AUGUSTA (WJBF) — Thousands of people are in downtown Augusta for TechNet, a cyber-security conference for the military, defense contractors and civilians.
Dozens of private companies packed in the Augusta Convention Center.
All of them brought new cyber-security software and equipment for the military.
“You’ve got Fort Gordon, obviously, that’s local, Fort Stewart, Fort Benning and within this close-mile radius, we have the opportunity to showcase kind of our latest, greatest technologies, get some feedback from the soldiers who come through here on the show floor,” L3 Technologies U.S. Army Sales Director Charlene Caputo said.
Caputo has been working in the industry for 10 years.
As you look around TechNet, you’ll see a lot of men, but not a lot of women.
Some data shows the workforce is only 11% female.
“I think it’s changing. Obviously, a mix of gender and multi-cultural diversity is always a great thing. You’re going to bring new things to the business area and the solution set. I think you get a different kind of perspective on things that you wouldn’t necessarily get,” Caputo said.
Organizers are hoping to change the gender gap for the better.
The Women in Cyber Group holding a panel to discuss how female professionals are helping solve cyber-related problems.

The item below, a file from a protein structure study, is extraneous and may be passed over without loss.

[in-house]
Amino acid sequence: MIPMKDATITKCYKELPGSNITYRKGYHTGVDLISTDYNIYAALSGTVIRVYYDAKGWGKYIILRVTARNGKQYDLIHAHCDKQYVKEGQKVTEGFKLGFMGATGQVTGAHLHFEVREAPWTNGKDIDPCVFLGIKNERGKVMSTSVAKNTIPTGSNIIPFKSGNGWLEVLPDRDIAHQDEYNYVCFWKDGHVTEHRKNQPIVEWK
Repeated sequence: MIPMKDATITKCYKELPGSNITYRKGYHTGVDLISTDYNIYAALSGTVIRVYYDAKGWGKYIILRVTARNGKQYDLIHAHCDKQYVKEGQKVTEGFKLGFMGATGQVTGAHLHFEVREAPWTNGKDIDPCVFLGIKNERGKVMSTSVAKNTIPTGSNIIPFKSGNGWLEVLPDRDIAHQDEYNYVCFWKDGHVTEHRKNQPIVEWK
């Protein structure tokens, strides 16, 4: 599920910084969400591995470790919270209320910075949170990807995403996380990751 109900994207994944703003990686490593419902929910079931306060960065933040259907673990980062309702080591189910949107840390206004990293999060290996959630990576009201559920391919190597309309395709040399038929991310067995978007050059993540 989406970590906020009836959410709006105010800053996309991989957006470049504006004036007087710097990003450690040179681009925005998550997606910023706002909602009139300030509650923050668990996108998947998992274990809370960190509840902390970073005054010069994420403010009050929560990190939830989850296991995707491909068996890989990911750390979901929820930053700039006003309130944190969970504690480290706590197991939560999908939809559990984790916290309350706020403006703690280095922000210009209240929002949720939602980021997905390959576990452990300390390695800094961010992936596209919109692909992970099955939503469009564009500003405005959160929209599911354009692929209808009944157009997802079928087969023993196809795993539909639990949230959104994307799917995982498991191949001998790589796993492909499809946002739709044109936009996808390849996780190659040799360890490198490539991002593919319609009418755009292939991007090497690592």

“The more you see women succeed in a field, the more you will see women come into the field. And we saw that in the Signal Corp in the Army. When I came in, we were a small fraction, but today, we are like 40%,” UNISYS Group VP of Defense and Intelligence Jennifer Napper said.
The retired Army Major General is trying to raise awareness about cyber-security.
Napper says plenty of organizations are giving away scholarships to young women who might be interested.
“I think you should follow your passion, no matter what it is. So if you have an interest in it, go for it. There is nothing you can’t do. The world is wide open for anything, including cyber. Just because it’s men in it today doesn’t mean that’s all it’s going to be tomorrow,” Napper said.
Cyber-security groups predict there will be a shortage of 2 million cyber-security professionals by 2019.